Once writing was invented, it was possible to create a conventional biography— though only of figures considered notable to the early writers: mostly the monarchs.
Pausol [paw ˈsol] was king of Tsopwan, son of Paukhel who had unified the lower Ħomtso and Hurtso around 750. If his father had created the first kingdom-level state (as opposed to city-state), Pausol made it work; thus his epithet for Uytainese historians, “Inventor of civilization”.
He was born around 730 to Thulhey, first wife of Paukhel (then named Purkrau). He was old enough to participate in his father’s campaigns; he seems to have done so with bravery and dedication, but without brilliance. He was married to Kraulyel, daughter of the king of ʔaunhun, one of his father’s first conquests, and was later given the governorship of Srethun, the largest of the delta cities.
Paukhel— “ruler of everything”— died rather suddenly around 765, without having named a heir. Pausol was the clear choice, however; he was the oldest and most accomplished son; and not least of his attributes, he bore an uncanny physical resemblance to his father: tall, heavyset, big-nosed, with a severe look and a wispy beard.
He inherited a set of conquests, and had to turn them into a kingdom. He had both negative and positive models: the former included Purtyai, who had conquered a similar territory for Srethun, but was so oppressive that the epics describe him as ruled by the mad ancestors. A better model was his own father, who proclaimed fair treatment for conquered cities, but brutal countermeasures for rebellion. Paukhel had also brought the sons of conquered kings, and the uywar of their ancestors, to Tsopwan; but it was left to Pausol to decide what to do with them.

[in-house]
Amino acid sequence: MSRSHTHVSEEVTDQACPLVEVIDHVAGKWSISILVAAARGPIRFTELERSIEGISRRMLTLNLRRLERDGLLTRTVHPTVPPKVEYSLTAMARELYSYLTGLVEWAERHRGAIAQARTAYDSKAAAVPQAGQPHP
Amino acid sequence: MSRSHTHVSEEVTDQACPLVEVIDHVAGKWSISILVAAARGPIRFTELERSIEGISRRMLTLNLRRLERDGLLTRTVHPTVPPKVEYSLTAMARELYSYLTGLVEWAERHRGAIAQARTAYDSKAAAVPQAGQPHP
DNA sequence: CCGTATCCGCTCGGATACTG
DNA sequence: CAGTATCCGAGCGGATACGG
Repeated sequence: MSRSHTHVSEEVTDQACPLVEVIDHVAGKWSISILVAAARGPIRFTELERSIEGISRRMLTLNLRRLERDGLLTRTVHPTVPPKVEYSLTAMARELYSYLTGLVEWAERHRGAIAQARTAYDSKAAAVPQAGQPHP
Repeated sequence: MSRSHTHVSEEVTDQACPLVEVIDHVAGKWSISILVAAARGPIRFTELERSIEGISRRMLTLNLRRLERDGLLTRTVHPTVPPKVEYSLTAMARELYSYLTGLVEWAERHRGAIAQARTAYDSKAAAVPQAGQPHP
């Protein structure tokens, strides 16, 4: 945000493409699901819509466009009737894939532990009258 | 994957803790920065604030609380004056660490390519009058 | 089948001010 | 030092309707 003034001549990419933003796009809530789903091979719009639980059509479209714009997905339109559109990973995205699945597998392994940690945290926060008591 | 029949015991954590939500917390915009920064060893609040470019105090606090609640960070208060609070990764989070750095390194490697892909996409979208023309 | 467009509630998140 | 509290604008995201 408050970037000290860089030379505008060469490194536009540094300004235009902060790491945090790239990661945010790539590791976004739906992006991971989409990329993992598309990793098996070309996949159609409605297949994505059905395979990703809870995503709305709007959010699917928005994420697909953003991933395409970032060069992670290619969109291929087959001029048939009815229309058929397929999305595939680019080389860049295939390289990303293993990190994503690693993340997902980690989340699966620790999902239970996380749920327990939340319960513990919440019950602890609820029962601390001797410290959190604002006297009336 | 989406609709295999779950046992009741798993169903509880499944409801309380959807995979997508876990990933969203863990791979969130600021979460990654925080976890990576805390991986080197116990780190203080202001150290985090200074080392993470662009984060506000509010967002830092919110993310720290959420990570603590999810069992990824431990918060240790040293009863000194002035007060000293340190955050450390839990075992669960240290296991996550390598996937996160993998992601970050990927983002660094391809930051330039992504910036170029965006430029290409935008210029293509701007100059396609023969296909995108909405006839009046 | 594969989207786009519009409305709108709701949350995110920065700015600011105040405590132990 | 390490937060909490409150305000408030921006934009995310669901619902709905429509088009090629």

Pausol’s solution was to knit the cities together with close administration, a tribute system, and a personality cult.
- He dispatched adminstrators and inspectors to all the cities, monitoring land registration, the succession of nobles, and economic production under Tsopwanese law.
- All cities and estates were assessed tribute, which might be produce, notseh cattle, special economic resources such as lumber or cotton or oil, troops, or skilled workers. The large part of the spoils went to Tsopwan, where Pausol built a grand series of palaces and temples, doubling the size of the city.
- The tribute system was also a means of redistribution: goods were given to loyal lords and generals, who in turn could distribute them to their underlings.
- Pausol didn’t invent this sort of command economy; all the city-states had a version of it. But he applied it on a hitherto unknown scale, and peacefully; tribute is harder to manage than looting, but more stable.
- He built roads, ports, and fortifications across the kingdom. In some areas the roads were used for trade, but most trade was by river; the main use of the roads was to facilitate troop movements.
- The armies of each of the conquered cities were incorporated into the Tsopwanese army. This not only produced a large standing army, but effectively meant that no other city had an armed force of its own. At the same time, their military burden went down, as their contingent of the national force was smaller than their former sovereign army— a welcome change made possible by the lack of serious external threats.
- The use of written records was greatly extended, both in quantity and quality. The Tsopwanese system (including its calendar) was imposed as a standard, and extended with new symbols and innovations— for instance, tablets marking a lord’s accession, which had to be approved by the king, or commemorating the king’s participation in various rituals, displayed in the temple as a lasting reminder of his tireless spiritual work. The glyphs were not yet a full writing system, but Pausol is sometimes called the “father of writing” for his role in its development.